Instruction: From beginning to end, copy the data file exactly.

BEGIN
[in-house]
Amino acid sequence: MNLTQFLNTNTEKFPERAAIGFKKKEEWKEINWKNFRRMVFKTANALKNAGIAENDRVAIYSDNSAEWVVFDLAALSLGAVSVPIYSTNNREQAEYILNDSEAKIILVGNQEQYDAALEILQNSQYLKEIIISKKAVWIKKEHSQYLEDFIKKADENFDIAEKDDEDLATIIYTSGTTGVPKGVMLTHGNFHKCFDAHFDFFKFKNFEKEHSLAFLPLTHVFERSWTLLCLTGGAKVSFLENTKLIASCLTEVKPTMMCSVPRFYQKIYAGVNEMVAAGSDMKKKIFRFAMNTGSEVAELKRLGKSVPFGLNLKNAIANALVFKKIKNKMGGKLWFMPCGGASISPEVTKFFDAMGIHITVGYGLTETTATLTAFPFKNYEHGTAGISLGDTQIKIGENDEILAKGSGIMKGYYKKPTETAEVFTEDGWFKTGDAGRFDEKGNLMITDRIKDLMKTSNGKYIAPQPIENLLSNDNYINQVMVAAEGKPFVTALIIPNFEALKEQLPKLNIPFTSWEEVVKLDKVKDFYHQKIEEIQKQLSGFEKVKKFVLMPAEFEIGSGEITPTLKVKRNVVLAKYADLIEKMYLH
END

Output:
[in-house]
Amino acid sequence: MNLTQFLNTNTEKFPERAAIGFKKKEEWKEINWKNFRRMVFKTANALKNAGIAENDRVAIYSDNSAEWVVFDLAALSLGAVSVPIYSTNNREQAEYILNDSEAKIILVGNQEQYDAALEILQNSQYLKEIIISKKAVWIKKEHSQYLEDFIKKADENFDIAEKDDEDLATIIYTSGTTGVPKGVMLTHGNFHKCFDAHFDFFKFKNFEKEHSLAFLPLTHVFERSWTLLCLTGGAKVSFLENTKLIASCLTEVKPTMMCSVPRFYQKIYAGVNEMVAAGSDMKKKIFRFAMNTGSEVAELKRLGKSVPFGLNLKNAIANALVFKKIKNKMGGKLWFMPCGGASISPEVTKFFDAMGIHITVGYGLTETTATLTAFPFKNYEHGTAGISLGDTQIKIGENDEILAKGSGIMKGYYKKPTETAEVFTEDGWFKTGDAGRFDEKGNLMITDRIKDLMKTSNGKYIAPQPIENLLSNDNYINQVMVAAEGKPFVTALIIPNFEALKEQLPKLNIPFTSWEEVVKLDKVKDFYHQKIEEIQKQLSGFEKVKKFVLMPAEFEIGSGEITPTLKVKRNVVLAKYADLIEKMYLH